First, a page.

Metheny Trio In Studio and on the Road
Why Pat Metheny remains “controversial” and even reviled by some jazz enthusiasts remains a mystery to me, though of course he also has an enormous international fan base. He’s criticized for not having sufficient “grit” or for being too “happy” for want of a better word. I don’t get it.
No one applied such thinking to another Berklee graduate, the vibraphonist Gary Burton, who’s not exactly an angst-ridden player or person. Maybe the instrument is key to the differing receptions.
In any case, if you find the Pat Metheny Group’s music bland or suffering from eternal optimism or you think Metheny hogs the spotlight, you need to hear him in a trio setting as on this triple LP set that combines the original Day Trip CD recorded in a single day (thus the title) back in 2005 but not issued until 2008 with a live-in-Tokyo EP featuring the same group recorded before the studio session and released in May of 2008.
With Christian McBride on bass and regular Metheny Group drummer Antonio Sanchez on drums, this is a trio of equal parts summing to produce a mostly stellar studio set and an equally fine, sometimes mesmerizingly so live one. Metheny has excelled in a trio setting, meshing superbly with Charlie Haden and Billy Higgins, as well as Dave Holland and Roy Haynes, among other trios in which he’s played
This album features ten originals that move from the “Son of Thirteen” samba opening, to balladry, to bop, with Metheny and the rhythm section positively swinging Wes Montgomery trio style on “Calvin’s Keys.” Metheny even sneaks in a protest tune, the wistful, sad “Is This America? (Katrina 2005)” played on nylon strung acoustic guitar with bowed Christian McBride bass that weeps real tears. It’s positively Ry Cooder-ish Americana and says a great deal without words needed.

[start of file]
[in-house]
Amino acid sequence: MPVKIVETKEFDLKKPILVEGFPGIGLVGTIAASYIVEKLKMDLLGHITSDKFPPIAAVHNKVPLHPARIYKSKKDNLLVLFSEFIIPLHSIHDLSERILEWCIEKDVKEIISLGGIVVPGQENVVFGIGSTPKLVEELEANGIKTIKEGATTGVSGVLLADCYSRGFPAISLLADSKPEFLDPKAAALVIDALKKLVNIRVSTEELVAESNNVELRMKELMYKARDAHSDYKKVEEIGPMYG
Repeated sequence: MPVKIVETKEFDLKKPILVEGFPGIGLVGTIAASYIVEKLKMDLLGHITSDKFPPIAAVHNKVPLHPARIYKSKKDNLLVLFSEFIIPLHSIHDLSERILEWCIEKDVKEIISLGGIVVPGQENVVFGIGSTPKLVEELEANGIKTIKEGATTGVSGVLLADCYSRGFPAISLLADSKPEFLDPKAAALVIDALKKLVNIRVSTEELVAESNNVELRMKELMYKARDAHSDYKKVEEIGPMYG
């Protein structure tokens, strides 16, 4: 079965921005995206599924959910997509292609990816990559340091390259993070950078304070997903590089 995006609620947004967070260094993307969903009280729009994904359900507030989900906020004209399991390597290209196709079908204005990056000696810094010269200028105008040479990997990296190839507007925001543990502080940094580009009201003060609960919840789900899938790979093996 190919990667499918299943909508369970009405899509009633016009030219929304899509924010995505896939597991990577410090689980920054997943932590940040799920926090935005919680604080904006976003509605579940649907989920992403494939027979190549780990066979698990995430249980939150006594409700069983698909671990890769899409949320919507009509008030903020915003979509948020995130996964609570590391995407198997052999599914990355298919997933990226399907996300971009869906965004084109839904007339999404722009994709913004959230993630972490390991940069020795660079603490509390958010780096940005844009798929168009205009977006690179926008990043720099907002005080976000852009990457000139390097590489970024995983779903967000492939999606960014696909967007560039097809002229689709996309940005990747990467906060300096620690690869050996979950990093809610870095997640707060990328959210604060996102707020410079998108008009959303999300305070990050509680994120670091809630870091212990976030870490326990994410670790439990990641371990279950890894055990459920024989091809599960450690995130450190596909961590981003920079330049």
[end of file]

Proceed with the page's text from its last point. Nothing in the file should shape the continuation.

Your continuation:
Even though this came out a few years ago I bring it to your attention for a few reasons. The quadruple panel packaging is absolutely gorgeous. The recording quality is superb—however it was done and Joe Ferla’s mix is a masterpiece of understatement both spatially and tonally. It’s believable spectrally and in terms of presenting a trio in a small studio setting.
The studio recording at New York’s Right Track Studios, which has since merged with another to become MSR, was accomplished in a single day (hence the album title) and takes up two full albums. The third reprises the EP CD and was recorded at the Tokyo Blue Note. The Pallas pressing is as good as everything else about this set, which must have been issued on vinyl and so sumptuously per Pat Metheny’s request.
While Nonesuch presses frustratingly small runs and tends not to re-order (Ry Cooder’s and Pat Metheny’s most recent albums—both worth getting—were issued on vinyl and sold out before I could order them shortly after the release date), I’ve seen copies of this one around, perhaps because of the cost.
If you see one, don’t hesitate. Meanwhile, if you see in the used bins a copy of As Falls Wichita, So Falls Wichita Falls (ECM 1190)Metheny’s unusual 1981 collaboration with keyboardist Lyle Mays and percussionist Nana Vaconcelos—particularly if you spot a German pressing—buy that one too! It’s a sonic spectacular, particularly the dreamy-state title tune, which features an unusual sound effects backdrop.
Though mastering credit for this triple LP set goes to the always excellent Mark Wilder, I have no idea who cut the lacquers or from what the were cut, but it sounds as if high resolution digital files were used. Whatever the source, highly recommended for music, for sound, for packaging and for pressing quality!